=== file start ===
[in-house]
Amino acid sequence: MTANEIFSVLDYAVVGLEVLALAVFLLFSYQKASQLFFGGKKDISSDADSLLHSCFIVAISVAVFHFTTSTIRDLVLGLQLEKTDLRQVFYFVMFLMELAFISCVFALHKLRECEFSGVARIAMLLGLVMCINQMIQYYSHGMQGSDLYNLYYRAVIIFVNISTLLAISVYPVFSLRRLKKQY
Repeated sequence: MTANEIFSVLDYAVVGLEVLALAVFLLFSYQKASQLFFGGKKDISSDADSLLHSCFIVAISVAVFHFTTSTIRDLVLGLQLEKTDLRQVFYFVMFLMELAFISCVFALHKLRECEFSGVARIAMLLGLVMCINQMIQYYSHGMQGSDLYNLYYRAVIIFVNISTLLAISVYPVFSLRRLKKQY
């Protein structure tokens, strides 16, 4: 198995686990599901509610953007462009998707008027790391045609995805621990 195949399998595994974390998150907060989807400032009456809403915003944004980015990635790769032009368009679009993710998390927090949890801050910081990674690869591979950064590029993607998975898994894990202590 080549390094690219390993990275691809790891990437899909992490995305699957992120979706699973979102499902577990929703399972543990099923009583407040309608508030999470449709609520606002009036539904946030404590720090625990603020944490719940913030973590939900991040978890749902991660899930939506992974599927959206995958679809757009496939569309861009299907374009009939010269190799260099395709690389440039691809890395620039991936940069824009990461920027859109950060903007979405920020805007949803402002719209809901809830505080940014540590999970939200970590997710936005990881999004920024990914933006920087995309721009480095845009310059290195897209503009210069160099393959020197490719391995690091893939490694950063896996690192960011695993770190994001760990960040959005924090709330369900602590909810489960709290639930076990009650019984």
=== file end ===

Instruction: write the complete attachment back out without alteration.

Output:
[in-house]
Amino acid sequence: MTANEIFSVLDYAVVGLEVLALAVFLLFSYQKASQLFFGGKKDISSDADSLLHSCFIVAISVAVFHFTTSTIRDLVLGLQLEKTDLRQVFYFVMFLMELAFISCVFALHKLRECEFSGVARIAMLLGLVMCINQMIQYYSHGMQGSDLYNLYYRAVIIFVNISTLLAISVYPVFSLRRLKKQY
Repeated sequence: MTANEIFSVLDYAVVGLEVLALAVFLLFSYQKASQLFFGGKKDISSDADSLLHSCFIVAISVAVFHFTTSTIRDLVLGLQLEKTDLRQVFYFVMFLMELAFISCVFALHKLRECEFSGVARIAMLLGLVMCINQMIQYYSHGMQGSDLYNLYYRAVIIFVNISTLLAISVYPVFSLRRLKKQY
């Protein structure tokens, strides 16, 4: 198995686990599901509610953007462009998707008027790391045609995805621990 195949399998595994974390998150907060989807400032009456809403915003944004980015990635790769032009368009679009993710998390927090949890801050910081990674690869591979950064590029993607998975898994894990202590 080549390094690219390993990275691809790891990437899909992490995305699957992120979706699973979102499902577990929703399972543990099923009583407040309608508030999470449709609520606002009036539904946030404590720090625990603020944490719940913030973590939900991040978890749902991660899930939506992974599927959206995958679809757009496939569309861009299907374009009939010269190799260099395709690389440039691809890395620039991936940069824009990461920027859109950060903007979405920020805007949803402002719209809901809830505080940014540590999970939200970590997710936005990881999004920024990914933006920087995309721009480095845009310059290195897209503009210069160099393959020197490719391995690091893939490694950063896996690192960011695993770190994001760990960040959005924090709330369900602590909810489960709290639930076990009650019984």